About 8:15, we stop at a green oasis, a grazing spot for impala, warthogs, and a huge flock of crowned cranes. In the distance, zebra and elephants mosey toward us, drawn to the water. In a nearby tree, a tawny eagle sits morning sentry.
By the time we get back to camp, the adventure has stretched to six hours. We've seen only two other vehicles and a stunning display of wildlife. That's Zambia.
Nsefu Camp is the country's oldest bush camp, founded in 1951 by the late guide and conservationist Norman Carr, who moved it to its present location on a sweeping bend of the Luangwa River two years later. Getting here means flying into Lusaka, Zambia's capital, then buckling into a small plane for a 45-minute flight to Mfuwe, followed by a 90-minute drive in a four-wheel-drive vehicle.
When Robin Pope Safaris took over the property in 1998, the company renovated the original six rondavels (round huts) overlooking the river, adding bathrooms and showers to each one, and even verandas. But it's still Africa, so electricity operates only in the mornings and evenings during meals and while socializing at the bar, and there's no air conditioning. Even with the heat, sleep comes easy at bedtime, thanks to the pace of the day's adventures and the night's stillness.
Unless you're taking a special trip like our trek to Mtanda Plain, days at Nsefu Camp begin with a "good morning" greeting at 5:15, just as the diesel generator fires up to provide electricity for a couple of hours. After the camp staff serves breakfast in the open air overlooking the river, you're off for about four hours of wildlife viewing, with a break for tea from the Land Rover's rear at midmorning. Siesta time follows lunch at the camp, then tea at 3:45 preludes the hour-long night drive spotlighting animals that prowl after dark, like leopards, porcupines, mongoose, and the occasional spitting cobra.
Back at the camp, by the light of candles, communal dinners feature hearty fare like Beef Wellington and breaded fish. The guests are more likely European, often couples, and experienced African travelers so the conversation veers from the state of soccer on the continent to favorite close encounters with wildlife in the bush.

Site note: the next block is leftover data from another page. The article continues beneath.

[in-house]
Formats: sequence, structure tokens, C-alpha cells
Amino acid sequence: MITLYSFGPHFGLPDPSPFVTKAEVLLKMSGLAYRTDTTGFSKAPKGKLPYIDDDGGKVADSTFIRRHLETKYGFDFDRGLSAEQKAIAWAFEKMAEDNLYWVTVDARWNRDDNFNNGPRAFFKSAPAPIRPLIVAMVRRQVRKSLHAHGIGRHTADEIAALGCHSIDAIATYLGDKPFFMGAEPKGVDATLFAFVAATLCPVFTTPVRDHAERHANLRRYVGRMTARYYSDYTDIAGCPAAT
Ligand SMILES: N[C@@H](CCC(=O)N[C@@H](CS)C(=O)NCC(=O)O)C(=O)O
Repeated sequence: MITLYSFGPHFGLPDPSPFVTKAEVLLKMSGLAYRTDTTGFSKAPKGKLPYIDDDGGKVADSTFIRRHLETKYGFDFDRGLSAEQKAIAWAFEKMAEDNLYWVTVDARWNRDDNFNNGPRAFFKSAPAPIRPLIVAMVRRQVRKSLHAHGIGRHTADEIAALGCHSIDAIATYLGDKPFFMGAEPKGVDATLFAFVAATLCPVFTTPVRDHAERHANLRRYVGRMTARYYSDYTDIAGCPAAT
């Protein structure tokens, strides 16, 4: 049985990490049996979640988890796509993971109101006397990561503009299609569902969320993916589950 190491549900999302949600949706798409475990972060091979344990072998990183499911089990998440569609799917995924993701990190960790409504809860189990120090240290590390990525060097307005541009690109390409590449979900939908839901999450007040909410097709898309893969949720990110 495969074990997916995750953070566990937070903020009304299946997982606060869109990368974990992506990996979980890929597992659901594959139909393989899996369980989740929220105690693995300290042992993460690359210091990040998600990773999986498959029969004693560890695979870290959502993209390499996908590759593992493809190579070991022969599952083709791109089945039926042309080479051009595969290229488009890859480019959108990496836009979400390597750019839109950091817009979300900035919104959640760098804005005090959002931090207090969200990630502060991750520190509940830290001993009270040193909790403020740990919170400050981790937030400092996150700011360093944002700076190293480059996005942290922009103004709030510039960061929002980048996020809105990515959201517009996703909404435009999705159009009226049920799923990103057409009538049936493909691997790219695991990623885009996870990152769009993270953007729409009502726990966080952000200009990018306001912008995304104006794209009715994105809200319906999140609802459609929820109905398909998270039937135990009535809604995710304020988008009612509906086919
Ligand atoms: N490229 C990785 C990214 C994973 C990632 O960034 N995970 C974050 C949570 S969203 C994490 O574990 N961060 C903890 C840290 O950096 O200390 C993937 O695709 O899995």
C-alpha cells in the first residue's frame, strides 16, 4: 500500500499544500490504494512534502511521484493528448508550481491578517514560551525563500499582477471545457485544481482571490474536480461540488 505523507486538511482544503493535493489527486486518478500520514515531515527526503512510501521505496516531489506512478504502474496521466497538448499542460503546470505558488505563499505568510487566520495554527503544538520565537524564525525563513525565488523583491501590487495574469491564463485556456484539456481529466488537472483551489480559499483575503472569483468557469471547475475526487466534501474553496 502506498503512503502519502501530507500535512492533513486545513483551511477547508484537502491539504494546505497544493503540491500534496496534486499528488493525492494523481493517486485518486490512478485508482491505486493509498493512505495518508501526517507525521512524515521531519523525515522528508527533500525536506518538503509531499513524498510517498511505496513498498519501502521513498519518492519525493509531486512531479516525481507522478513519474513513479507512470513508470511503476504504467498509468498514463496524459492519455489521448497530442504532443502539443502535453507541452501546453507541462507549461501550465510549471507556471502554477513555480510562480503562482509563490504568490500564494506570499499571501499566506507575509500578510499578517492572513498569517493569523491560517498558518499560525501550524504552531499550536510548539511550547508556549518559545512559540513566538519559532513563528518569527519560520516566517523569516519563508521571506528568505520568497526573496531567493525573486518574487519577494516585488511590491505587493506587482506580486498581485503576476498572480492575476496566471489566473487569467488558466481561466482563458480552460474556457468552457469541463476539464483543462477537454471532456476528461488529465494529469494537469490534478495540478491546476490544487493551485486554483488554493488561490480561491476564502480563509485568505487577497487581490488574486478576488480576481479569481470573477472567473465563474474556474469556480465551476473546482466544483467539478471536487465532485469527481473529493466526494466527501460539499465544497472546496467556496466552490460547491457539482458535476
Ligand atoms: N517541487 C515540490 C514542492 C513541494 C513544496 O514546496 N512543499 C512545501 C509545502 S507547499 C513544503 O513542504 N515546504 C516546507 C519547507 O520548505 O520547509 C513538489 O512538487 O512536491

On our first night drive, photographer R.J. Hinkle and I are joined by Rick Versteegh, manager of the Stanley Safari Lodge in Livingstone in southern Zambia, who has come north for a season-ending holiday. Rick wants to see spots and gets his wish when Braston takes us into the heavy brush, where we come across a leopard treed by a lioness. Within minutes, we see another carrying a dead baby impala.
Heading out on safari the second morning, we hope to get closer to hippos, and we're soon on the riverbank snapping pictures of a pod below. We make a rare daylight sighting of a female leopard and briefly follow her in the vehicle until she disappears into the thick brush. "We're lucky," Rick says. "Some people go 50 years and never see a leopard."
It's as if Braston can summon animals upon request. On the third morning, we mention that we haven't seen any giraffes, and he leads us to them twice that day, once drinking from a watering hole and once grazing treetops yards from the vehicle.
Zambia may be just beginning to offer the kinds of tourism established elsewhere in Africa, but camps run by Pope and Carr pioneered "walking safaris" decades ago. On our final morning at Nsefu, we walk along the river with Braston and another guide, Sebastian Kamwendo. It's the small things they emphasize - the white calcium of hyena scat (hyenas eat everything, even the bones), how a hippo splashes dung with his tail to mark a path, the Carmine Bee-eater birds nesting in the riverbank, and the impression in the sand where a giraffe spent the night.